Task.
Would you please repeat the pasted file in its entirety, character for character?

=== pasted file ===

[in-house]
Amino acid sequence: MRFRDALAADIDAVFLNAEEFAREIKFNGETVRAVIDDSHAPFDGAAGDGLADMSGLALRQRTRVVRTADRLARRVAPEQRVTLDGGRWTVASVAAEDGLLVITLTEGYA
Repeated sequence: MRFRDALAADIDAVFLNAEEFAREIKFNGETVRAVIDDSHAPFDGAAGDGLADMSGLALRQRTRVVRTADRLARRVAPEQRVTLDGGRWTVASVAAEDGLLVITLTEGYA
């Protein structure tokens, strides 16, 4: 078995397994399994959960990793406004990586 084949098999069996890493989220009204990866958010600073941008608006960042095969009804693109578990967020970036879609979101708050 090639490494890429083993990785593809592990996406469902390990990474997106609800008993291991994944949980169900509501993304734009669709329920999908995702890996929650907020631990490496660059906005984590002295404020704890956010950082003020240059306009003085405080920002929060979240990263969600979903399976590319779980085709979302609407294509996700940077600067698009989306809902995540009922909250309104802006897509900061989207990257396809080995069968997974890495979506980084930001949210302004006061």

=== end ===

[in-house]
Amino acid sequence: MRFRDALAADIDAVFLNAEEFAREIKFNGETVRAVIDDSHAPFDGAAGDGLADMSGLALRQRTRVVRTADRLARRVAPEQRVTLDGGRWTVASVAAEDGLLVITLTEGYA
Repeated sequence: MRFRDALAADIDAVFLNAEEFAREIKFNGETVRAVIDDSHAPFDGAAGDGLADMSGLALRQRTRVVRTADRLARRVAPEQRVTLDGGRWTVASVAAEDGLLVITLTEGYA
């Protein structure tokens, strides 16, 4: 078995397994399994959960990793406004990586 084949098999069996890493989220009204990866958010600073941008608006960042095969009804693109578990967020970036879609979101708050 090639490494890429083993990785593809592990996406469902390990990474997106609800008993291991994944949980169900509501993304734009669709329920999908995702890996929650907020631990490496660059906005984590002295404020704890956010950082003020240059306009003085405080920002929060979240990263969600979903399976590319779980085709979302609407294509996700940077600067698009989306809902995540009922909250309104802006897509900061989207990257396809080995069968997974890495979506980084930001949210302004006061």